Thursday, March 14, 2013

The Storyteller by Jodi Picoult

It has been a long time since a book grabbed me by the collar and would not let go until I read it all. RIGHT! NOW!  This is exactly what The Storyteller did to me.  I bought the book having read nothing simply because I adore this author.  She is a phenomenal writer.  Her style consists of writing the story in first person, but as the story progresses, you see the first person point of view from all the main characters.   So, you get to know all the players from inside their heads.  She is also kind enough to change the typeface for each character, though the voice given to each character leaves no confusion who is telling the story at any given point.  And just when it is all coming together she spins you around with something you never saw coming and you lose your breath and you are reeling and it all means so much more than you ever imagined it would.  I Promise.

While fiction, Jodi's books are extremely well researched and will teach you something and they will take you into moral dilemmas that you didn't think you ever wanted to think about.  In the end, you will come out knowing a little more about yourself.  I cannot read two of her books in a row because they are heavy and they make me think so much, I am kind of exhausted when I finish one.   Not a bad exhausted like you take the kids to Target and one has a meltdown over a Lego set and the other one wets their pants and you soon figure out they both have that stomach bug that has been going around....and you do too.   Nope, it is a good exhausted.  Like after a nice workout (Now, I am writing fiction because I cannot remember what that feels like!)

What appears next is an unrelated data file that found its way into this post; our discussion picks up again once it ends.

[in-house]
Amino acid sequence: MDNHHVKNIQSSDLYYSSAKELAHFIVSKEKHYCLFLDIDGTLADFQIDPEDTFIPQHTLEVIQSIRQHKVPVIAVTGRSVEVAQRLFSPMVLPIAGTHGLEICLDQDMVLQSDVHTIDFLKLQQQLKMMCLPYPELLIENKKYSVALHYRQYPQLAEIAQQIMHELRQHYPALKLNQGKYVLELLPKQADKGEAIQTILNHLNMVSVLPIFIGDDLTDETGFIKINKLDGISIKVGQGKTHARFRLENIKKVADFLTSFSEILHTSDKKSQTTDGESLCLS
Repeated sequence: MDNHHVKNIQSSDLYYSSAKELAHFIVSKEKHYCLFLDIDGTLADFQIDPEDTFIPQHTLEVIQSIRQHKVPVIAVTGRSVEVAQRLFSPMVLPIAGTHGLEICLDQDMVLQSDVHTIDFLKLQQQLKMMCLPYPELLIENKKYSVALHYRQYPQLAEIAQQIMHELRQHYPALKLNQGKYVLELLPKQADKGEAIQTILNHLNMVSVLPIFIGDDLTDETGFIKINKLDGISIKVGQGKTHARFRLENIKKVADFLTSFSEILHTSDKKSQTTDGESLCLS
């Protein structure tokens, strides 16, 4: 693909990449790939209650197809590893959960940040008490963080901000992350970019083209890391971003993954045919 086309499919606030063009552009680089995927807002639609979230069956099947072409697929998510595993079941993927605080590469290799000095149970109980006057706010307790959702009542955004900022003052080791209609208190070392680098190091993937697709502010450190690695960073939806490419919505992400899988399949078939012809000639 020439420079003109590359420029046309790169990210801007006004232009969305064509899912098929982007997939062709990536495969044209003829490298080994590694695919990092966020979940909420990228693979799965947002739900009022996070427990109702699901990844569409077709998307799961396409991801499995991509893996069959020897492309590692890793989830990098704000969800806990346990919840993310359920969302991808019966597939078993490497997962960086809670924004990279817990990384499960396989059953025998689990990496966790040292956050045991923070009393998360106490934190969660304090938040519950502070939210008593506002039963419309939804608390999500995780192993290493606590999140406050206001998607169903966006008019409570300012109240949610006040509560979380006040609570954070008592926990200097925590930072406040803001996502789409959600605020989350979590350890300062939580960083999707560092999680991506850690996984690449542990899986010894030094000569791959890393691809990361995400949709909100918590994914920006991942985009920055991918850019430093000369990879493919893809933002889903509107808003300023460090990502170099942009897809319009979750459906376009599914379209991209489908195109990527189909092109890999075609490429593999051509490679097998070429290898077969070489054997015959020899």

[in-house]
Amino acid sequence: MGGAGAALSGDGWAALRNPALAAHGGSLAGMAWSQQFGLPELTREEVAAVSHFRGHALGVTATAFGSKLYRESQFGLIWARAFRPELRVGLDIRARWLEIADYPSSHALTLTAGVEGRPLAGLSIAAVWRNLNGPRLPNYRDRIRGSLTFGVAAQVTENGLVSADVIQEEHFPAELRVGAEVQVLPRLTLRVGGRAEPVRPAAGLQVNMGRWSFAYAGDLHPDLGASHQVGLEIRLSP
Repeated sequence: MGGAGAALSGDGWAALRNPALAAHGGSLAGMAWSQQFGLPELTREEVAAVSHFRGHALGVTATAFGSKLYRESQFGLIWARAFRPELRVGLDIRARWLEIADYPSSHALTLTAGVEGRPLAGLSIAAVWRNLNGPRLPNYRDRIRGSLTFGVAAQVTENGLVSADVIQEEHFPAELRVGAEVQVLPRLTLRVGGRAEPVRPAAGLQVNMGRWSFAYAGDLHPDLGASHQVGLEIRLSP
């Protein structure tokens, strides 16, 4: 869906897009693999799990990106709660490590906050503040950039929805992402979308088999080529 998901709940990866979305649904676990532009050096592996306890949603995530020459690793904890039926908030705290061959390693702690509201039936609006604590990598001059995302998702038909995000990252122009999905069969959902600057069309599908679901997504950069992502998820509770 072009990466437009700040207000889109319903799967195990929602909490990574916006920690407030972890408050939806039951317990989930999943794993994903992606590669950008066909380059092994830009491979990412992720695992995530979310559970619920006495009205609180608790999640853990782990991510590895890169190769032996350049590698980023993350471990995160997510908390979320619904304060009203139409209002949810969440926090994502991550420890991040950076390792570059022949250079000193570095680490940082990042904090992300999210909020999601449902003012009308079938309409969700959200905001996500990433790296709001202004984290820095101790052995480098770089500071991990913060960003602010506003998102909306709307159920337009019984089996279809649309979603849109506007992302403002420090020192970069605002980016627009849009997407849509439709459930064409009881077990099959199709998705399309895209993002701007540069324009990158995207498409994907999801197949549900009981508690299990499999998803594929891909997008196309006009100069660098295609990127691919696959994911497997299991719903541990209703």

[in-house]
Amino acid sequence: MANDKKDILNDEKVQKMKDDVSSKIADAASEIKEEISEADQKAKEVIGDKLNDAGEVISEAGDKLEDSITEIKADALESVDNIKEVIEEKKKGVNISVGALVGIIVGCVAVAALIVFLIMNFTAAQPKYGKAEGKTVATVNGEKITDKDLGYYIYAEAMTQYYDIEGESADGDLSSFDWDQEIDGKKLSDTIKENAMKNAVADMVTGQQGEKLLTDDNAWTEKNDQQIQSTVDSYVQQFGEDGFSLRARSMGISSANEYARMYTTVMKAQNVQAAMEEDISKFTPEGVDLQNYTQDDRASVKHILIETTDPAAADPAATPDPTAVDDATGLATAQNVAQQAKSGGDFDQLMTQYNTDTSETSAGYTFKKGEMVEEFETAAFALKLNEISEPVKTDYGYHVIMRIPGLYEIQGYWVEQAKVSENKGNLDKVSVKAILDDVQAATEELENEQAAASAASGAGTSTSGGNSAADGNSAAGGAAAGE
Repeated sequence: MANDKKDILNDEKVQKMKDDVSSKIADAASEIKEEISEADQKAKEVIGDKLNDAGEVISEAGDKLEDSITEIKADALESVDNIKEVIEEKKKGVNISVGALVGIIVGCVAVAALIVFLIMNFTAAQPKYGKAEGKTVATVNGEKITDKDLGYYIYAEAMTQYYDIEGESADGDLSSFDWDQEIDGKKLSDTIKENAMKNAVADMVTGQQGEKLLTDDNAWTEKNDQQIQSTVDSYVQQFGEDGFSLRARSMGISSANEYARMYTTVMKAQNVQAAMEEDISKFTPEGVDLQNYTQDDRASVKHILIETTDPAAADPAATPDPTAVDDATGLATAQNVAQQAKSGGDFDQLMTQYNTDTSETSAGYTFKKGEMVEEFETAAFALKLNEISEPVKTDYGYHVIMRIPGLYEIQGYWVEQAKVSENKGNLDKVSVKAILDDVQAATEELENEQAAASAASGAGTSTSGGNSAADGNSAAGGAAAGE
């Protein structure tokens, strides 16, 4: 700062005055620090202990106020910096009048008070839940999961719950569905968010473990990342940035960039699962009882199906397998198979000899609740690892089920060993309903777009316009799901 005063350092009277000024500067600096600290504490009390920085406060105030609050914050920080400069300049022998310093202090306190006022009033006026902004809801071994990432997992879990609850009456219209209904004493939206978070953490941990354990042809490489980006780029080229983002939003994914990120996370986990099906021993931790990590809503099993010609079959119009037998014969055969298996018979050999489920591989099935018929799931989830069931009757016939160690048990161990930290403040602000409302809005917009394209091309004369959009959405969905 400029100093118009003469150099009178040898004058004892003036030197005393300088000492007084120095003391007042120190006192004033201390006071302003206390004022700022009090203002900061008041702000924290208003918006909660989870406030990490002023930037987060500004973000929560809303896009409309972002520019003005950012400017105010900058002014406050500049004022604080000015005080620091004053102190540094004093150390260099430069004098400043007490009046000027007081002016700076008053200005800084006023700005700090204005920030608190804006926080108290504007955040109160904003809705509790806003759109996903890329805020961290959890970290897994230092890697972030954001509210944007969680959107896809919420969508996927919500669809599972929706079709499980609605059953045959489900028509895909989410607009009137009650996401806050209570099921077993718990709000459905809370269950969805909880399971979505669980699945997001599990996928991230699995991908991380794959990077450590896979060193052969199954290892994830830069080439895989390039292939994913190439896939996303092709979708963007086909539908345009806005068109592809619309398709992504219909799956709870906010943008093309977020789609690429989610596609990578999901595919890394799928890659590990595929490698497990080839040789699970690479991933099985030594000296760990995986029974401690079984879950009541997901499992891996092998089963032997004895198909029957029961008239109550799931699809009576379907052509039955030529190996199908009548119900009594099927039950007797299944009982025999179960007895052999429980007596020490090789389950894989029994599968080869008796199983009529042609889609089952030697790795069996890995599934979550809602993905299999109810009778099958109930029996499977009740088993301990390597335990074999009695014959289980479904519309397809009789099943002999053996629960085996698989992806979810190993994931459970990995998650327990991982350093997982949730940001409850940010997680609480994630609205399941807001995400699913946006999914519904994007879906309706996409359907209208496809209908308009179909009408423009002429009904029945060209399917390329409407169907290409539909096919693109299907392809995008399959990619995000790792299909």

Anyway, The Story Teller is about a young woman named Sage grieving the loss of her mother, Sage's Jewish grandmother Minka, and Josef, who Sage meets at her grief group.  Oh, Sage is a baker.   There is lots of talk about bread.  Lots.  It will make you twitch for some carbs.  Another itty bitty thing: Sage's grandma is a Holocaust survivor.  Her story is amazing.  It was incredibly hard to read because her character is so real, yet I could not put it down.  (The last book I read and felt like this- also highly recommended by me--was Laura Hillenbrand's Unbroken.  It was a NON fiction about a Louis Zamperini, survivor of a Japanese POW camp in, yep, WW2.)

So the moral of this post is, GO READ THE STORYTELLER. NOW!  GO! If not that one, I suggest Change of Heart, My Sister's Keeper (PLEASE don't watch the movie- it's crap),  Plain Truth, or Handle With Care, just a few of my other Picoult favorites.

Happy Reading!


.....Elizabeth..... Polka Dot Skies said...

I am going to have to add this to my reading list!

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